If your windshield is wet, you use the wipers. If it’s dirty, you hit the button that squirts it with that blue fluid. And if it’s icy, you blast heat at it to defrost it. But what if your windshield is foggy, and the fog is on the inside? Some people say to use heat, some to use the AC — but which is correct?
It’s common to be confused about this, so if you’re unsure, you’re not alone. A tweet on the dilemma went semi-viral this weekend, with many of the replies only making the situation sound more confusing.
Came to the comments to get an answer and im still just as confused as I was before. Glad we’re in this together.
— Brittany Valenzuela (@BRITTANY_COHEN3) January 20, 2023
Turn on the heat and the air conditioning
I’ll go into a more detailed, scientific explanation in a minute, but the short answer is that to defog the windshield quickly in cold weather, you want to turn on the heat and the air conditioning.
Yes, you can do both at once. If you have a dial that adjusts temperature, put it on the hottest setting. Then look around for a button that turns the AC on or off. Click it so it’s on.
Some cars have a button that does everything for you. In my car, there is a rear defrost button that turns on the wires in the back windshield, and a front defrost button that does the following:
- Points the blower at the windshield
- Turns the blower on full blast and raises the temperature
- Turns the AC on
- Turns recirculation off
This is exactly what you want to do if you’re managing the controls yourself: heat on, AC on, and make sure the air is getting blown full blast on the windshield (look for the windshield icon instead of the one with the arrows pointing at the person). Turning off recirculation helps because you’ll be pulling in dry air from outdoors instead of recirculating the slightly humid air inside.
Why this works
There are two things going on here, in the short term (seconds to minutes) and the long term (the rest of your drive).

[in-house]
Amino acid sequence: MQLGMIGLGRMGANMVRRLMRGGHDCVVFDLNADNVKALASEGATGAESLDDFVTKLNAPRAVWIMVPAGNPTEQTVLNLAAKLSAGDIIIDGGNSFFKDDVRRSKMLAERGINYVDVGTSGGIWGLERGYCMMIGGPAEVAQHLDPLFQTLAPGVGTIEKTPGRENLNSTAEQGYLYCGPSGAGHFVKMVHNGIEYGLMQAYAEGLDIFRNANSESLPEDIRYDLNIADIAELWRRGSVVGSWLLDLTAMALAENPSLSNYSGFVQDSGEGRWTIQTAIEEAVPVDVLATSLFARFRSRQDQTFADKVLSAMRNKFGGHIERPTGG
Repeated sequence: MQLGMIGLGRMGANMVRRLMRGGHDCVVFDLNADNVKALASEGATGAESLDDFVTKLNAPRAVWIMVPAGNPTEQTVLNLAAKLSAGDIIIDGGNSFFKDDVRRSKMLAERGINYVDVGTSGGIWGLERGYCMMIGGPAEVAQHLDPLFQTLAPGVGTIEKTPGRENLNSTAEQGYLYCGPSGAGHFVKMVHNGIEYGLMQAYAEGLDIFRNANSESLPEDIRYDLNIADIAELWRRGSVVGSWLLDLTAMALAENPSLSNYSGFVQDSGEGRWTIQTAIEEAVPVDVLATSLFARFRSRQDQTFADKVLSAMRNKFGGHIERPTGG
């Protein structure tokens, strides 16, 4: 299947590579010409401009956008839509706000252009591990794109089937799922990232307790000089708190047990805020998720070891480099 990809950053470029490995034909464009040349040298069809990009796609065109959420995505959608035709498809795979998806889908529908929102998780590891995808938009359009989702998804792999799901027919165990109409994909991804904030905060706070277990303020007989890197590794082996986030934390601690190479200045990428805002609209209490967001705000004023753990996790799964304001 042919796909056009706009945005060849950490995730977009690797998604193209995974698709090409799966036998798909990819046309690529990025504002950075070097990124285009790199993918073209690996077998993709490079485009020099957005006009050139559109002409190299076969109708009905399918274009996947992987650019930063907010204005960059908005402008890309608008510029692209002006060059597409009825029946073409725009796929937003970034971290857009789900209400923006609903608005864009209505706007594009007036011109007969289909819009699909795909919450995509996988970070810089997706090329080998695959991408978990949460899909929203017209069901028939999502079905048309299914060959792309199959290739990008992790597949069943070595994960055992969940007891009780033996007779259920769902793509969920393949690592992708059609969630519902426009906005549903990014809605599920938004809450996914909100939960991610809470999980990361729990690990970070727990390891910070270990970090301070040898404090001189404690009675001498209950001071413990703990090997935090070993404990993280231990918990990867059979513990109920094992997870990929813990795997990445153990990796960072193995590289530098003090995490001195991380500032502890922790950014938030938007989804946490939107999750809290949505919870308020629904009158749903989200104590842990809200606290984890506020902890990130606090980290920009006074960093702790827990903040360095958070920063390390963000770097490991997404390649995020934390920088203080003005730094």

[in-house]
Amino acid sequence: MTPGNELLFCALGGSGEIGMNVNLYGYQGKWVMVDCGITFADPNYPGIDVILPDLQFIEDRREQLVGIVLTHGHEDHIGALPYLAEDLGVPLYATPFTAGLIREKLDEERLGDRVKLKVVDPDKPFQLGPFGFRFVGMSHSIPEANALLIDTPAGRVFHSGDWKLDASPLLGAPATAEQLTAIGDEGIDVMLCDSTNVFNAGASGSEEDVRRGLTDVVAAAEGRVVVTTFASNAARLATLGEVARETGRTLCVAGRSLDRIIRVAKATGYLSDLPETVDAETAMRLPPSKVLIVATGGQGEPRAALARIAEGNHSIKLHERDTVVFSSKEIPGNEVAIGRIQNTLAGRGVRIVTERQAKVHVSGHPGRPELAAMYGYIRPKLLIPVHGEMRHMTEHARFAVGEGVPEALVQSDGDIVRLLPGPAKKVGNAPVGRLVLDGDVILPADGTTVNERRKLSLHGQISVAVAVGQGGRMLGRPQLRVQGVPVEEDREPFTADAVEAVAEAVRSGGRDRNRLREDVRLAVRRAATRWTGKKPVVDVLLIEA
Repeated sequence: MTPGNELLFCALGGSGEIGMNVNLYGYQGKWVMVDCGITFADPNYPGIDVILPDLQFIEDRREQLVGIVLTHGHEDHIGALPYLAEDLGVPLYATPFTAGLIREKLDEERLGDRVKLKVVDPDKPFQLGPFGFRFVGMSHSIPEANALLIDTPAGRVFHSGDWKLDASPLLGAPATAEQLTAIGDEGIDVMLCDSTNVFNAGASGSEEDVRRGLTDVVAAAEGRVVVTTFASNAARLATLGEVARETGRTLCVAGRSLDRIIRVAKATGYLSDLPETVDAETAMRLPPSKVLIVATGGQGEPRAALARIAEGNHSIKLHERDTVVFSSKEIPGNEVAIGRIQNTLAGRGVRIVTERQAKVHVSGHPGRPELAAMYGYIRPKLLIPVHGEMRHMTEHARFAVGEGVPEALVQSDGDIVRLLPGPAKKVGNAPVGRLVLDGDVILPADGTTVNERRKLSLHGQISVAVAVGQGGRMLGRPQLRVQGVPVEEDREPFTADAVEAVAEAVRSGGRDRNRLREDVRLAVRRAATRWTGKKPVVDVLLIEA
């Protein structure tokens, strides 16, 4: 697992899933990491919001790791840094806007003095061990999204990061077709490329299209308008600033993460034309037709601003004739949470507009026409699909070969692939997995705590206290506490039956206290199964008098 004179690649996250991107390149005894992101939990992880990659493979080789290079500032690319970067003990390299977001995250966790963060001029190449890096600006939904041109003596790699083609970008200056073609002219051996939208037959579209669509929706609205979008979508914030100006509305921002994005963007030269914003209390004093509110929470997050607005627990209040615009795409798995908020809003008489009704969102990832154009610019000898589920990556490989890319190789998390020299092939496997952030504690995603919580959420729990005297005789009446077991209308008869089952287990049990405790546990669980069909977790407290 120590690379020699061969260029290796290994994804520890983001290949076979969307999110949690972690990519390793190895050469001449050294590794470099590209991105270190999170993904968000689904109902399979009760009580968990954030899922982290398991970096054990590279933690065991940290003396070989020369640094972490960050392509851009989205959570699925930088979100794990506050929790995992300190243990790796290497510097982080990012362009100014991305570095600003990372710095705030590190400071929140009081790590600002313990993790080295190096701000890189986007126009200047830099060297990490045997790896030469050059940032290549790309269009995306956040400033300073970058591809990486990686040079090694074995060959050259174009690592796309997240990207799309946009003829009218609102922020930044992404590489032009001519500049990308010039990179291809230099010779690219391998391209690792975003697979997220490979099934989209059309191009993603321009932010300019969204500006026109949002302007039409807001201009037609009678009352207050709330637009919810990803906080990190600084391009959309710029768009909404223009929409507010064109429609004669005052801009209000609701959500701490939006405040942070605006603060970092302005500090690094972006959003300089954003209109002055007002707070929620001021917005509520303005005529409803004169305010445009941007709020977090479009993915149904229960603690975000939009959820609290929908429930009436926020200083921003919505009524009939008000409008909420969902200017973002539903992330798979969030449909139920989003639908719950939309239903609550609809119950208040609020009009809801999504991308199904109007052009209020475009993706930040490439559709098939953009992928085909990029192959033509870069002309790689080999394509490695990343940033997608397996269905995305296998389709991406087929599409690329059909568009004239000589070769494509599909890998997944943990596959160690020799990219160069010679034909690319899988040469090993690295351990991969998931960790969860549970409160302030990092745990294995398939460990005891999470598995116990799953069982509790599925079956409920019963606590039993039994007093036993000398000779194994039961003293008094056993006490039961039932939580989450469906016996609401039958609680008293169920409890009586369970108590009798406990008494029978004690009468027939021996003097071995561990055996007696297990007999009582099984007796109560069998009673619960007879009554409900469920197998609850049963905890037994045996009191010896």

Heat prevents fogging
In the long term, you can prevent fogging by making sure both sides of the windshield are the same temperature. The fog on your windshield accumulates for the same reasons as a cold drink “sweating” on a hot day. When one side of the glass is significantly colder than the other, moisture from the warm air will condense on the warmer side of the glass (because the glass is cold compared to the warm air).
This means that in the cooler months, you’ll get condensation from the warm indoor air onto the still-cold windshield. If you can warm up the windshield enough, it will stop being able to pull moisture out of the air.
In summer, it’s the opposite. If you’ve chilled the inside of the car but outdoors it’s 100 degrees, you can get moisture from the outside air condensing on your windshield. This is not a defogger situation, though: The condensation is outside, so you just wipe it off with the windshield wipers.
AC dries up the fog that is already there
So why isn’t heat alone enough to do the job? Well, for one thing, sometimes it’s just too cold to keep the windshield warm enough to prevent fogging. But more importantly, you need to defog the windshield, not just prevent future fog. That’s why you turn on the air conditioning.
Air conditioners don’t just chill the air; they dry it out. When you run the heat and the AC at the same time, you get hot, dry air. This starts warming the windshield while also drying up the moisture. Put the AC and heat on full blast, and often the whole windshield will clear up in seconds.
How to get foggy windows less often
Since windshield fog is caused by moisture inside the car, keeping the inside of your car dry will help. If you’ve tracked a lot of snow and slush into the car, clean it out.
You can also start warming up the windshield before it’s time to drive. If you have a remote starter, great! But even if not, the first step in getting your car ready to drive in the cooler months should be turning on the car and getting it warmed up. Put the heat on the windshield while you brush and scrape the outside.
And finally, consider cleaning the inside of your windshield, because clean glass doesn’t fog as easily. No, not with your hands or with those fast-food napkins you found under the seat; skin oils and miscellaneous grease and dirt will only make the problem worse. Use a proper glass cleaner like Windex.
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